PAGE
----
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Passengers Recount Frightening Moments Before Fatal San Franscisco Jet Crash

The plane "sped up, like the pilot knew he was short," one survivor said. "And then the back end just hit and flies up in the air and everybody's head goes up to the ceiling."

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In total, 123 people aboard the flight escaped unharmed, US officials said.

Survivor Elliott Stone told CNN that as the jet came in to land, it appeared to have "sped up, like the pilot knew he was short."

"And then the back end just hit and flies up in the air and everybody's head goes up to the ceiling."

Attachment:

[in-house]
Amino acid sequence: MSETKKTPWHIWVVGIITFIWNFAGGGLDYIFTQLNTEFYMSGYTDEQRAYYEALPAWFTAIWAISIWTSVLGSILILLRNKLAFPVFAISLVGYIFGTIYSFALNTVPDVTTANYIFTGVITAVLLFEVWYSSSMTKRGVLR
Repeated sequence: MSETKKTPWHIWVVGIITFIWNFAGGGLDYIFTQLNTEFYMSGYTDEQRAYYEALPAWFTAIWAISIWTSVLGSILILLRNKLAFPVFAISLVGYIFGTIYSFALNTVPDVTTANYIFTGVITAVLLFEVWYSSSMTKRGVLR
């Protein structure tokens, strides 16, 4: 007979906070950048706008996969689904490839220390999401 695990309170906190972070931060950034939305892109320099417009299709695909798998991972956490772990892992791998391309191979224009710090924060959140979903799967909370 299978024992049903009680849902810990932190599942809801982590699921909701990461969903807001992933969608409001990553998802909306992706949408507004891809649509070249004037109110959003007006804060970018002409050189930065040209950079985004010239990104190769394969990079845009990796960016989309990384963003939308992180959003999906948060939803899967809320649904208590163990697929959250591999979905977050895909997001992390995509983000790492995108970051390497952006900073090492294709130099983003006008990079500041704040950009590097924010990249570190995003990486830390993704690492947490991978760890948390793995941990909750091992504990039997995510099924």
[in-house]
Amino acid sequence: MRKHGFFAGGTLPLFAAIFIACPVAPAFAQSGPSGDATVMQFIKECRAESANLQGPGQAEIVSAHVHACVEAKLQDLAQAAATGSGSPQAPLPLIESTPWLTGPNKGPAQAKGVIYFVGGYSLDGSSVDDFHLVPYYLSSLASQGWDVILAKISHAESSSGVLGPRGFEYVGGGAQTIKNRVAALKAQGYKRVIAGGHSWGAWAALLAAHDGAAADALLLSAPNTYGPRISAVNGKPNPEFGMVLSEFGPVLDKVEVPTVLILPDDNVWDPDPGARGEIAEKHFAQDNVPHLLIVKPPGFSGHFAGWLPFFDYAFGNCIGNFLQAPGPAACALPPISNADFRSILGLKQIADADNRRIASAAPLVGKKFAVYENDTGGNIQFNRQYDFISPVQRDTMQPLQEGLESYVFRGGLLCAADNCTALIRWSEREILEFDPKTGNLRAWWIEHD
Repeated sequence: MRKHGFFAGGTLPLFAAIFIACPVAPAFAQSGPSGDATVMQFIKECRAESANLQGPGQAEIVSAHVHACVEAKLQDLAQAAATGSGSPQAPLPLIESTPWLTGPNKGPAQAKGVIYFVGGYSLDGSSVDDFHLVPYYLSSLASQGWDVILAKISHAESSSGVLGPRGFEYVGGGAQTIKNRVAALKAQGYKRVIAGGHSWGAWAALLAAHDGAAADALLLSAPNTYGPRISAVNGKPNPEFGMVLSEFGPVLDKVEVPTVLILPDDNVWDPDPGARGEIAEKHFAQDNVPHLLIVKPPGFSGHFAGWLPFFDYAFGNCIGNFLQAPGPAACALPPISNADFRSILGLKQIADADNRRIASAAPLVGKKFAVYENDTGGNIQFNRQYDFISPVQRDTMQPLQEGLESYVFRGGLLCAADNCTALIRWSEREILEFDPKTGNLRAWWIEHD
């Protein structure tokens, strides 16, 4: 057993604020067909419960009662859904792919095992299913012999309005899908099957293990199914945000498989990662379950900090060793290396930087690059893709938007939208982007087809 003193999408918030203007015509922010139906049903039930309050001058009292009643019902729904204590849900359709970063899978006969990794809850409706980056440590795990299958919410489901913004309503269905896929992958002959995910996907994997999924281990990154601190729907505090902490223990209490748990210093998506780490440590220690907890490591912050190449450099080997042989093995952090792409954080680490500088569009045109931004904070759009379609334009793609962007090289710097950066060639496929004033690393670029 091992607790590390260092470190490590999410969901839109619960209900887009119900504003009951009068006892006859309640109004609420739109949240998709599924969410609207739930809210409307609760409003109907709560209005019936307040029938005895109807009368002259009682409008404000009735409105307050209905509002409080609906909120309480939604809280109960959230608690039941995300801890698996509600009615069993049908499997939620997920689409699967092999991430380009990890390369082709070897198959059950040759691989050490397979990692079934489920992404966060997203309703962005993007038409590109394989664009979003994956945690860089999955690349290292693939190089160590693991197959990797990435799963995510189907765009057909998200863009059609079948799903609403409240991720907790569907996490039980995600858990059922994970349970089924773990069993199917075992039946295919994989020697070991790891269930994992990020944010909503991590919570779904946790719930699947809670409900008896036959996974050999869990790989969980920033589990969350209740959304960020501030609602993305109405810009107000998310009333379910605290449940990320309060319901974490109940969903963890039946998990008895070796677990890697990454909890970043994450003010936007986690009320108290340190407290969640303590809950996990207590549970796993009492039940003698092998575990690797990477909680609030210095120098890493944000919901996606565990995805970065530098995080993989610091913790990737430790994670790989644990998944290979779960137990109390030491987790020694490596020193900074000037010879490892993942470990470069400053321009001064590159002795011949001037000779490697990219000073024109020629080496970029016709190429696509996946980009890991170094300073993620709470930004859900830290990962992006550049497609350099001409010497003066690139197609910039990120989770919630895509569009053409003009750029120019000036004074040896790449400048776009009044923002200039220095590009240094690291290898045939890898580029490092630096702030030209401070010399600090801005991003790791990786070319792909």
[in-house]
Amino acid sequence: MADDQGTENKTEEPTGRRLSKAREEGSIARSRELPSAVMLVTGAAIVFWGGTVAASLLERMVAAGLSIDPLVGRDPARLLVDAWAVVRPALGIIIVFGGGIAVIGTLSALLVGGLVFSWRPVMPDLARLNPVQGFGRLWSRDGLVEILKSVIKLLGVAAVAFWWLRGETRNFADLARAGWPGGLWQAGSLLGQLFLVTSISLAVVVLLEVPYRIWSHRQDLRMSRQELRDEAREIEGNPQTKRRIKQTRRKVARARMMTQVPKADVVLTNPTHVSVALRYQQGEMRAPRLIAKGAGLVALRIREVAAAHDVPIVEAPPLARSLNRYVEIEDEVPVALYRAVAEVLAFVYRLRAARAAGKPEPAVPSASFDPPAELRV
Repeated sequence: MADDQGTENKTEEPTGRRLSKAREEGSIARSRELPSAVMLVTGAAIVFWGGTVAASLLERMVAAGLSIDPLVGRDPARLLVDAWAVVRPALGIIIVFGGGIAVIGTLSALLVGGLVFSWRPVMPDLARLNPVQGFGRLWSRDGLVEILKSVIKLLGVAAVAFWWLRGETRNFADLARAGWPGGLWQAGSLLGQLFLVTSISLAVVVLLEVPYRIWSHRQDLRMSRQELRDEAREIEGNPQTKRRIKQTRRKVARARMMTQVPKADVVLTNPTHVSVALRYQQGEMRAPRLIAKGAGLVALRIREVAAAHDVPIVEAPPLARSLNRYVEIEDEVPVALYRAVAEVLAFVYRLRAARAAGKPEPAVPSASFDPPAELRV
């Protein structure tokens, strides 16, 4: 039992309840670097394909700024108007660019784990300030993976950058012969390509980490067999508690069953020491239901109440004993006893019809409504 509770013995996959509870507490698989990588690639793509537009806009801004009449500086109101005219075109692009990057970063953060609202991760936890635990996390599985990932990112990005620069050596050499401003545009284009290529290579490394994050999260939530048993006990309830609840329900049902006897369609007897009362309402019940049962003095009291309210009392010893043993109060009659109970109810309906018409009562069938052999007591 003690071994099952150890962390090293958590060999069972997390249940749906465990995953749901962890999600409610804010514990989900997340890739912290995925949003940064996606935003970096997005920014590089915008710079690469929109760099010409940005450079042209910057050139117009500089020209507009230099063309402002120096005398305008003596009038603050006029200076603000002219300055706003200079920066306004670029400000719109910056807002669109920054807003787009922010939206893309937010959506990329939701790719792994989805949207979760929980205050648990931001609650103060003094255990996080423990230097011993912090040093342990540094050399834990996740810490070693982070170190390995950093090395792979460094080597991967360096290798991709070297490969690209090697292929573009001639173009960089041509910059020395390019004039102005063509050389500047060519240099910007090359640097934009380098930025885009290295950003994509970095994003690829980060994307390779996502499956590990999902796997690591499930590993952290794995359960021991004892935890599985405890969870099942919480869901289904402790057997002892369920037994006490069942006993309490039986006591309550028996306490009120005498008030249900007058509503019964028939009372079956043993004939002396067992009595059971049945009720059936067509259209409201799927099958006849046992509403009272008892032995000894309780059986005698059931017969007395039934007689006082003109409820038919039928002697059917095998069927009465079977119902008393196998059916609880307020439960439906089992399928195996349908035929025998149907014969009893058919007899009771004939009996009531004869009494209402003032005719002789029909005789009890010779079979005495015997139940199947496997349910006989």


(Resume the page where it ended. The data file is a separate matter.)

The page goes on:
"I saw some passengers bleeding and being loaded onto an ambulance," another passenger, Chun Ki-Wan, told YTN TV in Seoul.

"Everything seemed to be normal before it crash-landed."

The White House said President Barack Obama had been briefed on the incident, noting: "His thoughts and prayers go out to the families who lost a loved one and all those affected by the crash."

South Korean President Park Geun-Hye offered his "deepest condolences to the victims and their relatives," and promised that all government agencies concerned "will join forces to provide all necessary assistance and resources to deal with the disaster."

The twin-engine 777 aircraft is one of the world's most popular long-distance planes, often used for flights of 12 hours or more, from one continent to another.

It was the first fatal crash involving an Asiana passenger plane since June 1993, when a Boeing 737 operated by the carrier crashed into a mountain in South Korea, killing 68.

The US Federal Bureau of Investigation (FBI) said there was no indication that terrorism was to blame for the crash.